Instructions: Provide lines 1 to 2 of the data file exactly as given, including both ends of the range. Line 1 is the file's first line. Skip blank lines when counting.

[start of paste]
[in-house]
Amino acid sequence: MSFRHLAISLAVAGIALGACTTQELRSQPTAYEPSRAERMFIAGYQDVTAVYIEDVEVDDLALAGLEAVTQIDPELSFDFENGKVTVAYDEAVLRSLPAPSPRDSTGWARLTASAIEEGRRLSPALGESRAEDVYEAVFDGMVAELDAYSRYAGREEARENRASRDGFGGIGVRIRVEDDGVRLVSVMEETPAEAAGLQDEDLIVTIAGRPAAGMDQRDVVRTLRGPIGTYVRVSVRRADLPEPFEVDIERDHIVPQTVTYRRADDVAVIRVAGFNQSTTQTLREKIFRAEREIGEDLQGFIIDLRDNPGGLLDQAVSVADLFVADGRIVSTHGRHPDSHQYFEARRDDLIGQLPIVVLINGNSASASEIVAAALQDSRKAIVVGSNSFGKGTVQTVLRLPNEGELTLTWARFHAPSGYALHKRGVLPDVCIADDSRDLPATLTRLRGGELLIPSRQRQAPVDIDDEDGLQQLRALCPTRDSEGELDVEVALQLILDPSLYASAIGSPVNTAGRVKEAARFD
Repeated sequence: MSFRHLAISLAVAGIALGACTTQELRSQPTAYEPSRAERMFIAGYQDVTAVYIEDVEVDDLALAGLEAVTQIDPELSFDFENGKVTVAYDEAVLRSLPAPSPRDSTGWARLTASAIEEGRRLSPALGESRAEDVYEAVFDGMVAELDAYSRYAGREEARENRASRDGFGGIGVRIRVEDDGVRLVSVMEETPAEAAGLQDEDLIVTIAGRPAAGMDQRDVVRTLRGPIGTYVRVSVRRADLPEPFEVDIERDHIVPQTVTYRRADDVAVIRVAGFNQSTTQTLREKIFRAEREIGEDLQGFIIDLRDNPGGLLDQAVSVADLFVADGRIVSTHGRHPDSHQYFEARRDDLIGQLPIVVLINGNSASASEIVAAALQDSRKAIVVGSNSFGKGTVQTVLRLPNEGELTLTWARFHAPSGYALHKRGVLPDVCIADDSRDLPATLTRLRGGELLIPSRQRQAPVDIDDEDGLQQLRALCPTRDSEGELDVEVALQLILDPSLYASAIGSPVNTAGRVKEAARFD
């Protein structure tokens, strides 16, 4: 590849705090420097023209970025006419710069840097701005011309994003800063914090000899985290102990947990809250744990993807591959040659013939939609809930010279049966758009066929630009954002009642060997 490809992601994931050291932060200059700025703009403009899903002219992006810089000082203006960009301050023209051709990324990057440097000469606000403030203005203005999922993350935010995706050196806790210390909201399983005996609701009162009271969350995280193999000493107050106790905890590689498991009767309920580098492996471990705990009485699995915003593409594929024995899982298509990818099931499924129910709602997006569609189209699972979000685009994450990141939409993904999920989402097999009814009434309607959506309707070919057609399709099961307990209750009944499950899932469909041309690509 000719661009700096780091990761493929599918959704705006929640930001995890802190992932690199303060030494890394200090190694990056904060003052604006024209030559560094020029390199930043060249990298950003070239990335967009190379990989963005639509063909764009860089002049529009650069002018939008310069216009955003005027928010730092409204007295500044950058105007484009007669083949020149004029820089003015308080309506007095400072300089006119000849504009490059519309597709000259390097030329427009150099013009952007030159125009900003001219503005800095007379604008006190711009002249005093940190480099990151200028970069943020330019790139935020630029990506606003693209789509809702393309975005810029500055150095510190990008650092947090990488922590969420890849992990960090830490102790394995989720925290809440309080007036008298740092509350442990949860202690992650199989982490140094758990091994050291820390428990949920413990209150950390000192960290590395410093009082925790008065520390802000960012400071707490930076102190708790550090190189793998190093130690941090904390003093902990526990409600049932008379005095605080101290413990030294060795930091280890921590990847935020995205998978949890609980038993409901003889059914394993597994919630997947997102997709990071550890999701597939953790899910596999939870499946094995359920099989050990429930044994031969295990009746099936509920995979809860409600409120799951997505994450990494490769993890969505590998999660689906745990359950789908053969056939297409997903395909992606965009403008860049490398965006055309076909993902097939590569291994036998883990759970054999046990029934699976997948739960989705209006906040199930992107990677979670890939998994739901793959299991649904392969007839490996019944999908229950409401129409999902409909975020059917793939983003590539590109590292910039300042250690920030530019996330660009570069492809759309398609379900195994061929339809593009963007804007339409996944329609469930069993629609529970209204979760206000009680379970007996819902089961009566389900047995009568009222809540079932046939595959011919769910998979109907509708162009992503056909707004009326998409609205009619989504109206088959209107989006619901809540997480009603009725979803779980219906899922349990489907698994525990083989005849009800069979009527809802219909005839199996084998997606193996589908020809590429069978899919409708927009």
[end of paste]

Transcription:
[in-house]
Amino acid sequence: MSFRHLAISLAVAGIALGACTTQELRSQPTAYEPSRAERMFIAGYQDVTAVYIEDVEVDDLALAGLEAVTQIDPELSFDFENGKVTVAYDEAVLRSLPAPSPRDSTGWARLTASAIEEGRRLSPALGESRAEDVYEAVFDGMVAELDAYSRYAGREEARENRASRDGFGGIGVRIRVEDDGVRLVSVMEETPAEAAGLQDEDLIVTIAGRPAAGMDQRDVVRTLRGPIGTYVRVSVRRADLPEPFEVDIERDHIVPQTVTYRRADDVAVIRVAGFNQSTTQTLREKIFRAEREIGEDLQGFIIDLRDNPGGLLDQAVSVADLFVADGRIVSTHGRHPDSHQYFEARRDDLIGQLPIVVLINGNSASASEIVAAALQDSRKAIVVGSNSFGKGTVQTVLRLPNEGELTLTWARFHAPSGYALHKRGVLPDVCIADDSRDLPATLTRLRGGELLIPSRQRQAPVDIDDEDGLQQLRALCPTRDSEGELDVEVALQLILDPSLYASAIGSPVNTAGRVKEAARFD